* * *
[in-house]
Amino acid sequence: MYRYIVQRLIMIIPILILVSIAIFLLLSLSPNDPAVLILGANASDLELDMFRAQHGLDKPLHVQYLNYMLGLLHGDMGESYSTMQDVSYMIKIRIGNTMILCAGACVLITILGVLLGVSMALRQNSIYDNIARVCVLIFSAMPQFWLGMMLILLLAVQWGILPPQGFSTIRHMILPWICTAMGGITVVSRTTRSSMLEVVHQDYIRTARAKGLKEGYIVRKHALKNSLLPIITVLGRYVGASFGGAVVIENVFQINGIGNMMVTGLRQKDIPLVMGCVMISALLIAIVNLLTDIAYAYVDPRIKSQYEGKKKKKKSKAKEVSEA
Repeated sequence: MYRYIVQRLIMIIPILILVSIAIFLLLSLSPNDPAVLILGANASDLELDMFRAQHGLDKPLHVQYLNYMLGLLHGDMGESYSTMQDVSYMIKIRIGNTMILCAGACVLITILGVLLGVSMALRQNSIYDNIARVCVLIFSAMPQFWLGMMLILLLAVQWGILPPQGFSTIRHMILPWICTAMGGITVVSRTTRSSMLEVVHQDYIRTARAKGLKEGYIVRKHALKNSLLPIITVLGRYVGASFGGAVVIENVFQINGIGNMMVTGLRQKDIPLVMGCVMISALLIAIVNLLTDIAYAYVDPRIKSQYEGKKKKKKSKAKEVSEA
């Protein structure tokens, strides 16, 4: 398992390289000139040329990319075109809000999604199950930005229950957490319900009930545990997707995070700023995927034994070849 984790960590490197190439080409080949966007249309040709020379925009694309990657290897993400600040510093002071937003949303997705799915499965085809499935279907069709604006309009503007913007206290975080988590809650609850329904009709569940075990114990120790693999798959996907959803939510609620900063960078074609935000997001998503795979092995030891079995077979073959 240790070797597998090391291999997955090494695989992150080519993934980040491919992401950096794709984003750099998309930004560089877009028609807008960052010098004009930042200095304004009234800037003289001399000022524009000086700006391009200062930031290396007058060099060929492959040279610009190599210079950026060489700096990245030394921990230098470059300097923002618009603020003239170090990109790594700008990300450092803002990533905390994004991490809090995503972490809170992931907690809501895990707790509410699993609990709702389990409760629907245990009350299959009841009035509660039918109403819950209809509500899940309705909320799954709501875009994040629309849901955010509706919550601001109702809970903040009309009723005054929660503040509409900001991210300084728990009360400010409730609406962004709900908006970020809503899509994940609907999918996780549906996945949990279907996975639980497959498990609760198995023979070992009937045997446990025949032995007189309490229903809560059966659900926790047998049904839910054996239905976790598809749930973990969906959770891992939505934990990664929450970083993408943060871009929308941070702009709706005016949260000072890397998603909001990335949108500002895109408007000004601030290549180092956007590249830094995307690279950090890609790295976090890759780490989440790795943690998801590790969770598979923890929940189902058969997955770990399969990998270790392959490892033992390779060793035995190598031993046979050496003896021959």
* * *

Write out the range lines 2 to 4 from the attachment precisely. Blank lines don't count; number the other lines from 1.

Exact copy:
Amino acid sequence: MYRYIVQRLIMIIPILILVSIAIFLLLSLSPNDPAVLILGANASDLELDMFRAQHGLDKPLHVQYLNYMLGLLHGDMGESYSTMQDVSYMIKIRIGNTMILCAGACVLITILGVLLGVSMALRQNSIYDNIARVCVLIFSAMPQFWLGMMLILLLAVQWGILPPQGFSTIRHMILPWICTAMGGITVVSRTTRSSMLEVVHQDYIRTARAKGLKEGYIVRKHALKNSLLPIITVLGRYVGASFGGAVVIENVFQINGIGNMMVTGLRQKDIPLVMGCVMISALLIAIVNLLTDIAYAYVDPRIKSQYEGKKKKKKSKAKEVSEA
Repeated sequence: MYRYIVQRLIMIIPILILVSIAIFLLLSLSPNDPAVLILGANASDLELDMFRAQHGLDKPLHVQYLNYMLGLLHGDMGESYSTMQDVSYMIKIRIGNTMILCAGACVLITILGVLLGVSMALRQNSIYDNIARVCVLIFSAMPQFWLGMMLILLLAVQWGILPPQGFSTIRHMILPWICTAMGGITVVSRTTRSSMLEVVHQDYIRTARAKGLKEGYIVRKHALKNSLLPIITVLGRYVGASFGGAVVIENVFQINGIGNMMVTGLRQKDIPLVMGCVMISALLIAIVNLLTDIAYAYVDPRIKSQYEGKKKKKKSKAKEVSEA
């Protein structure tokens, strides 16, 4: 398992390289000139040329990319075109809000999604199950930005229950957490319900009930545990997707995070700023995927034994070849 984790960590490197190439080409080949966007249309040709020379925009694309990657290897993400600040510093002071937003949303997705799915499965085809499935279907069709604006309009503007913007206290975080988590809650609850329904009709569940075990114990120790693999798959996907959803939510609620900063960078074609935000997001998503795979092995030891079995077979073959 240790070797597998090391291999997955090494695989992150080519993934980040491919992401950096794709984003750099998309930004560089877009028609807008960052010098004009930042200095304004009234800037003289001399000022524009000086700006391009200062930031290396007058060099060929492959040279610009190599210079950026060489700096990245030394921990230098470059300097923002618009603020003239170090990109790594700008990300450092803002990533905390994004991490809090995503972490809170992931907690809501895990707790509410699993609990709702389990409760629907245990009350299959009841009035509660039918109403819950209809509500899940309705909320799954709501875009994040629309849901955010509706919550601001109702809970903040009309009723005054929660503040509409900001991210300084728990009360400010409730609406962004709900908006970020809503899509994940609907999918996780549906996945949990279907996975639980497959498990609760198995023979070992009937045997446990025949032995007189309490229903809560059966659900926790047998049904839910054996239905976790598809749930973990969906959770891992939505934990990664929450970083993408943060871009929308941070702009709706005016949260000072890397998603909001990335949108500002895109408007000004601030290549180092956007590249830094995307690279950090890609790295976090890759780490989440790795943690998801590790969770598979923890929940189902058969997955770990399969990998270790392959490892033992390779060793035995190598031993046979050496003896021959």